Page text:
How the Port of Galveston is weathering the storm

The Port of Galveston is improving its transport and mobility services in preparation for when sailing resumes and to continue its economic contributions to the region

How the Port of Galveston is weathering the storm
The Port of Galveston has been preparing for the return of cruise ships such as Disney Wonder

One of the most popular cruise ports in the USA, the Port of Galveston is usually a bustling hub of activity. Welcoming passengers that have just finished a cruise or onboarding others ready for their first-ever at-sea vacation – these are what drive the port to keep striving to be one of the best. However, Covid-19 has impacted the port as much as any other, causing Galveston’s operations to shut down completely.

Cruise business accounts for around half of the port’s own revenue and is a big economic driver for the region as a whole. In 2019, more than one million passengers sailed from Galveston, passengers and crew accounted for US$115 million in local spending and 13 per cent of hotel guests were cruise passengers. The port also provides over 3,500 cruise-related jobs in the area, and its cruise operations generated over $16 million in state and local sales tax revenues in 2018.

“It’s safe to say that restarting our cruise business will help jump-start Galveston County’s economic recovery with job creation, local spending, tax revenues and hotel stays,” said Rodger Rees, port director and CEO, in a port blog post.

According to Rees, many cruise lines have been spending this “no-sail” time exploring new ideas and concepts to further enhance public health protocols and policies, as well as caring for and repatriating crew members – efforts that have been complicated by pandemic-related travel restrictions and differing government policies. Rees said: “They are addressing a wide range of measures, including enhanced boarding procedures, additional onboard public health and sanitation protocols, monitoring capabilities, quarantine arrangements and shoreside care for guests and crew.”

Galveston has also been using this time to prepare for when cruising can restart, carry out essential maintenance work and make port improvements that will enable it to better accommodate cruise passengers in the future, for example in mobility and transportation.

In July 2020, Galveston Wharves received a $3.75 million grant to improve port access and traffic flow via a new internal roadway. Construction will begin in August 2021 with a view to be completed in 2022. “This is a priority project identified in the port’s 20-Year Strategic Master Plan to support our business growth,” said Rees.

The port also plans to implement a series of industry best practices outlined in its recently developed Ground Transportation Manual, before cruise operations resume in the coming months. The document, which was created by Galveston’s first head of mobility – Julio De Leon – aims to promote consistently high-quality, safe and convenient ground transportation services within the port.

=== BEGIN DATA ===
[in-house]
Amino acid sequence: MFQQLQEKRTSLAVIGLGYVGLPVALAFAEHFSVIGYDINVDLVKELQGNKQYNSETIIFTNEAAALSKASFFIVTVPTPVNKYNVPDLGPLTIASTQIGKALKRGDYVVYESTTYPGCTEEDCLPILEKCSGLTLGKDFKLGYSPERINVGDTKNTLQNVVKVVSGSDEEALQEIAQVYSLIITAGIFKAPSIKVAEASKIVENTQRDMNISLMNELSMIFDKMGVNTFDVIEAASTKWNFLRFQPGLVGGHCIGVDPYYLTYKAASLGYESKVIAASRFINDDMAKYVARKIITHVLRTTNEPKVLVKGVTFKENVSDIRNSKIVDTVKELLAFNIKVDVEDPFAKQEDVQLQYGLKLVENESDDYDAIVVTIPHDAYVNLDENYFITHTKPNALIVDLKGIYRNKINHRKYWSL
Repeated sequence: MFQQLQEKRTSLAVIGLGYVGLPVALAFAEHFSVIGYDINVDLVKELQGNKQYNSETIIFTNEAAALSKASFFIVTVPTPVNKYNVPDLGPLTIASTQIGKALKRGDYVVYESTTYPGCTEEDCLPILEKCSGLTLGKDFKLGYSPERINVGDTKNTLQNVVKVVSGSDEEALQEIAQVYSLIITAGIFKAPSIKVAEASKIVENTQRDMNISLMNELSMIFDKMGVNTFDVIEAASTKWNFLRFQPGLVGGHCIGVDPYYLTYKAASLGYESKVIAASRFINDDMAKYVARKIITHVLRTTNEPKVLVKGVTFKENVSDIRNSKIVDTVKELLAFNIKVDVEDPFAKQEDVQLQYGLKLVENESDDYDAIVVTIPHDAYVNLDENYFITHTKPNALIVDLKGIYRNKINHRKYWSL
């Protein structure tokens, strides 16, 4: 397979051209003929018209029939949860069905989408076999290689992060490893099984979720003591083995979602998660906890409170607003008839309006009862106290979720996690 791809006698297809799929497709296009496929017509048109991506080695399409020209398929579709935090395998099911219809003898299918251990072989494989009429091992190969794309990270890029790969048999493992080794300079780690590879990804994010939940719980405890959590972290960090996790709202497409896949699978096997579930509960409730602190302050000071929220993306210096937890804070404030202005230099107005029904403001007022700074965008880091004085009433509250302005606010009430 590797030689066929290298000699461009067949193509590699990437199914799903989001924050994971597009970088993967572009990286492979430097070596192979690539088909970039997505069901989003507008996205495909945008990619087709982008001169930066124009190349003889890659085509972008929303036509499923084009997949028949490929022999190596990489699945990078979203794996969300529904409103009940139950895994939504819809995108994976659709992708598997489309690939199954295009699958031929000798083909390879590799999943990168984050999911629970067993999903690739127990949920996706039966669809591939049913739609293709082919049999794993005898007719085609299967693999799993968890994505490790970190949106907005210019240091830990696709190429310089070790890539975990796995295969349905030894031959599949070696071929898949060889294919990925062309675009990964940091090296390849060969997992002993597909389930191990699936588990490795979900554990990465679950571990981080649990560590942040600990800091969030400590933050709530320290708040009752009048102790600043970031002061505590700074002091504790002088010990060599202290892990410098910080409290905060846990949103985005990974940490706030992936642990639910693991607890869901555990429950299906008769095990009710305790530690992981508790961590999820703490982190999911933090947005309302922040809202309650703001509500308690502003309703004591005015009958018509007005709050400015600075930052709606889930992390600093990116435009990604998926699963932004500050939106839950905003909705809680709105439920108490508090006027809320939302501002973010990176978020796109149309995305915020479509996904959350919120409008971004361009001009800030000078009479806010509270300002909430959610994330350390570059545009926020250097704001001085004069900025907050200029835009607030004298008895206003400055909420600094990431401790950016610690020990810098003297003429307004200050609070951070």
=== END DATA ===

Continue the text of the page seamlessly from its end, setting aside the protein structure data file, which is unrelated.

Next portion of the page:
De Leon was appointed in July 2019  to manage the planning, business development and operations of parking and ground transportation in the port. According to Rees, over the past 12 months, De Leon has “championed a number of advances to improve the customer experience and make our business more profitable”. For example, the port has installed automated parking access at its cruise car parks, developed branding for these car parks and improved directional signage, and increased maintenance in these areas with restriping and other improvements. And Rees believes that these projects have already had an effect on the port’s revenues. “In 2019, cruise parking revenues totalled $8.1 million, an increase of $510,000 over 2018,” he said. “During the same period, ground transportation providers paid $1.06 million in cruise terminal access fees, an increase of $170,000.”

While ports worldwide address their internal challenges and prepare for when passengers can return, the industry is  still left wondering when the latter might be. “Cruise lines will sail again when the time is right, and that timing will be based on a number of factors, including, most importantly, input from scientists and medical experts,” said Rees.

Whether this happens in 2020 or 2021, Rees believes that the cruise industry, and Galveston in particular, will weather the storm.

“I have great confidence that the cruise industry will recover from this unprecedented challenge because the cruise lines are responsible operators and because people love to cruise,” he said. “They enjoy the experience, the value and the convenience.

“I also believe that Galveston’s cruise business will be back stronger than ever because we draw from a huge drive-to market of repeat cruise passengers and because people enjoy visiting our beautiful island.”

This article was first published in the Autumn/Winter 2020 issue of Cruise & Ferry Review. All information was correct at the time of printing, but may since have changed.

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Elly Yates-Roberts
By Elly Yates-Roberts
12 January 2021

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